Are mitochondria subject to evolutionary temperature adaptation

Johnston, Ian A., Guderley, Helga, Franklin, Craig E., Crockford, Tony and Kamunde, Collins (1994) Are mitochondria subject to evolutionary temperature adaptation. Journal of Experimental Biology, 195 293-306.

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Author Johnston, Ian A.
Guderley, Helga
Franklin, Craig E.
Crockford, Tony
Kamunde, Collins
Title Are mitochondria subject to evolutionary temperature adaptation
Journal name Journal of Experimental Biology   Check publisher's open access policy
ISSN 0022-0949
Publication date 1994-10
Sub-type Article (original research)
Open Access Status File (Publisher version)
Volume 195
Start page 293
End page 306
Total pages 14
Place of publication Cambridge, United Kingdom
Publisher The Company of Biologists
Language eng
Formatted abstract
Thermal tolerance and the respiratory properties of isolated red muscle mitochondria were investigated in Oreochromis alcalicus grahami from the alkaline hot-springs, Lake Magadi, Kenya. Populations of O. a. grahami were resident in pools at 42.8 ˚C and migrated into water reaching temperatures of 44.8 ˚C for short periods. The maximum respiration rates of mitochondria with pyruvate as substrate were 217 and 284 natom O mg-1mitochondrial protein min21 at 37 ˚C and 42 ˚C, respectively (Q10=1.71). Fatty acyl carnitines (chain lengths C8, C12 and C16), malate and glutamate were oxidised at 70–80 % of the rate for pyruvate. In order to assess evolutionary temperature adaptation of maximum mitochondrial oxidative capacities, the rates of pyruvate and palmitoyl carnitine utilisation in red muscle mitochondria were measured from species living at other temperatures: Notothenia coriiceps from Antarctica (21.5 to +1 ˚C); summer-caught Myoxocephalus scorpius from the North Sea (10–15 ˚C); and Oreochromis andersoni from African lakes and rivers (22–30 ˚C). State 3 respiration rates had Q10 values in the range 1.8–2.7. At the lower lethal temperature of O. andersoni (12.5 ˚C), isolated mitochondria utilised pyruvate at a similar rate to mitochondria from N. coriiceps at 2.5 ˚C (30 natom O mg-1 mitochondrial protein min-1). Rates of pyruvate oxidation by mitochondria from M. scorpius and N. coriiceps were similar and were higher at a given temperature than for O. andersoni. At their normal body temperature (21.2 ˚C), mitochondria from the Antarctic fish oxidised pyruvate at 5.5 % and palmitoyl-DL-carnitine at 8.8 % of the rates of mitochondria from the hot-spring species at 42 ˚C. The results indicate only modest evolutionary adjustments in the maximal rates of mitochondrial respiration in fish living at different temperatures.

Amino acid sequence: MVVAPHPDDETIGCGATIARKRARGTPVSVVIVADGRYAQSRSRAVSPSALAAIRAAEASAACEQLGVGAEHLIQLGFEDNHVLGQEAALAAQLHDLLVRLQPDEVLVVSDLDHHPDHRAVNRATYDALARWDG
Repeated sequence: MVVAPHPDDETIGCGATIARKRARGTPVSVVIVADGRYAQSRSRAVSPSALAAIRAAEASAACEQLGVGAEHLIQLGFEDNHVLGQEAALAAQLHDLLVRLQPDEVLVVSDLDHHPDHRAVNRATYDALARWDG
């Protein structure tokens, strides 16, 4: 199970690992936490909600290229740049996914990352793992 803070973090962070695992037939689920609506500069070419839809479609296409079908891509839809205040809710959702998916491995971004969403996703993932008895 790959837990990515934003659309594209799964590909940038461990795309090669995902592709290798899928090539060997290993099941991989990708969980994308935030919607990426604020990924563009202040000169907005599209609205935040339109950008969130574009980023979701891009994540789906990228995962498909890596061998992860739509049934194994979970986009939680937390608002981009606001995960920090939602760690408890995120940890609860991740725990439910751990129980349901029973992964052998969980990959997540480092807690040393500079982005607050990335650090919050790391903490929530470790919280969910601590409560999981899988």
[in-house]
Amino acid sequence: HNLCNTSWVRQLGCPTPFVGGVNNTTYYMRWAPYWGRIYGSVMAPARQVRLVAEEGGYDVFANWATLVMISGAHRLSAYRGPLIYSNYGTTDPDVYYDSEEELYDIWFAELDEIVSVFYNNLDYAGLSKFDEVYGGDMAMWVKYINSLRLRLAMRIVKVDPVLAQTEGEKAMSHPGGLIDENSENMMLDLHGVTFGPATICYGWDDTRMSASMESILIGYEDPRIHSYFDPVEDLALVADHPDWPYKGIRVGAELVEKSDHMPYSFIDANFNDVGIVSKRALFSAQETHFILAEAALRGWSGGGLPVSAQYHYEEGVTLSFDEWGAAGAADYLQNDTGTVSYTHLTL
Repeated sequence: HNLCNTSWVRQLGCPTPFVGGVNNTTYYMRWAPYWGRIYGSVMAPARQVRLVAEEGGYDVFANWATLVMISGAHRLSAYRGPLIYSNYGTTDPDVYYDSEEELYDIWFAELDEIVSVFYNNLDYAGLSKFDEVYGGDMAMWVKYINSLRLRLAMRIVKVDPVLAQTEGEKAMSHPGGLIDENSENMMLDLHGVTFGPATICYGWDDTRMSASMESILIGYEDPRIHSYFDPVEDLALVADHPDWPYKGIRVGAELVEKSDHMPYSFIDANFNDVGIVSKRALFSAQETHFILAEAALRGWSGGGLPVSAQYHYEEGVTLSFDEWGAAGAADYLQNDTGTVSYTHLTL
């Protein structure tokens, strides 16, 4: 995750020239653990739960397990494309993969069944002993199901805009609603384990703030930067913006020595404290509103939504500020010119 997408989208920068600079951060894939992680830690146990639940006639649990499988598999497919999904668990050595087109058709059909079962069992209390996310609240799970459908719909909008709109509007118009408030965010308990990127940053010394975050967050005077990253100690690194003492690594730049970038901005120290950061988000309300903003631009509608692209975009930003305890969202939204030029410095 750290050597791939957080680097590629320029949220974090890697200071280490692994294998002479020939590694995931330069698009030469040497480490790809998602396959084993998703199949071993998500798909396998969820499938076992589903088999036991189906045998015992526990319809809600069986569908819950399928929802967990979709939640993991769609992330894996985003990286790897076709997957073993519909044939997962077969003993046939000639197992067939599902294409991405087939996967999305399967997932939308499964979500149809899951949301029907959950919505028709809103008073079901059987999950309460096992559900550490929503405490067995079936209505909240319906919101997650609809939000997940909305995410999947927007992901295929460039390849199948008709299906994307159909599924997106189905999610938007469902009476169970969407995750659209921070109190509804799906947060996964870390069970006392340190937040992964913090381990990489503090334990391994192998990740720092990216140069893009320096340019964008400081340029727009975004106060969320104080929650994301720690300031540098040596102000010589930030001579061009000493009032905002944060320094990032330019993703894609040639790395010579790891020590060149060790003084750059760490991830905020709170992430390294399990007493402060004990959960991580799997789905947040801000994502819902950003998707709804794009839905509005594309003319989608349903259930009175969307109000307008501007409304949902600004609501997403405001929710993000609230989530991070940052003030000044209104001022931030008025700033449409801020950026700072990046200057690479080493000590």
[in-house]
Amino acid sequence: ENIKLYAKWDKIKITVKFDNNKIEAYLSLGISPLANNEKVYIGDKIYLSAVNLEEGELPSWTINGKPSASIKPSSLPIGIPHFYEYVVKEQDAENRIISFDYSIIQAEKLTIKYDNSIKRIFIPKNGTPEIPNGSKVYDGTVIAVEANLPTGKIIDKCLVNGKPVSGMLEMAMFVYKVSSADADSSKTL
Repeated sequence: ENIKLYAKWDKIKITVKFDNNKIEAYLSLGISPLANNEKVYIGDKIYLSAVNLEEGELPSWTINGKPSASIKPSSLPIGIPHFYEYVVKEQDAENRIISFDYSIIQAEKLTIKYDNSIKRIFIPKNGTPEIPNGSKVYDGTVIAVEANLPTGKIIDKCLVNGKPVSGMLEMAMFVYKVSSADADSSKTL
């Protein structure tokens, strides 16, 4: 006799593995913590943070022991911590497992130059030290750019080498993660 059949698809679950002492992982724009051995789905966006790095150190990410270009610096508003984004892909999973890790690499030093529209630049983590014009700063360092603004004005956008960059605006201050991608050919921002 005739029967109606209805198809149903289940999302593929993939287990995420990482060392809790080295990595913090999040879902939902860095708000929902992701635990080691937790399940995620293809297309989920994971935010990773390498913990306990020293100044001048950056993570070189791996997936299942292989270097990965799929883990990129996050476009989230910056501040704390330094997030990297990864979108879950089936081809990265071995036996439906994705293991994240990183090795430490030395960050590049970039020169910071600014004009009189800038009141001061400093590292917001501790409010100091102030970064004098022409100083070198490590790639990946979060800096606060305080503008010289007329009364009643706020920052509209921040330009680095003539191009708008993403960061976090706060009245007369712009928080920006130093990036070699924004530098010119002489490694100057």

Keyword Fish
Skeletal muscle
Myoxocephalus scorpius
Oreochromis alcalicus grahami
Oreochromis andersoni
Notothenia coriiceps
Q-Index Code C1
Q-Index Status Provisional Code
Institutional Status Non-UQ

Document type: Journal Article
Sub-type: Article (original research)
Collection: School of Biological Sciences Publications
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Citation counts: TR Web of Science Citation Count  Cited 88 times in Thomson Reuters Web of Science Article | Citations
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Created: Tue, 29 Mar 2016, 17:24:42 EST by Gail Walter on behalf of Learning and Research Services (UQ Library)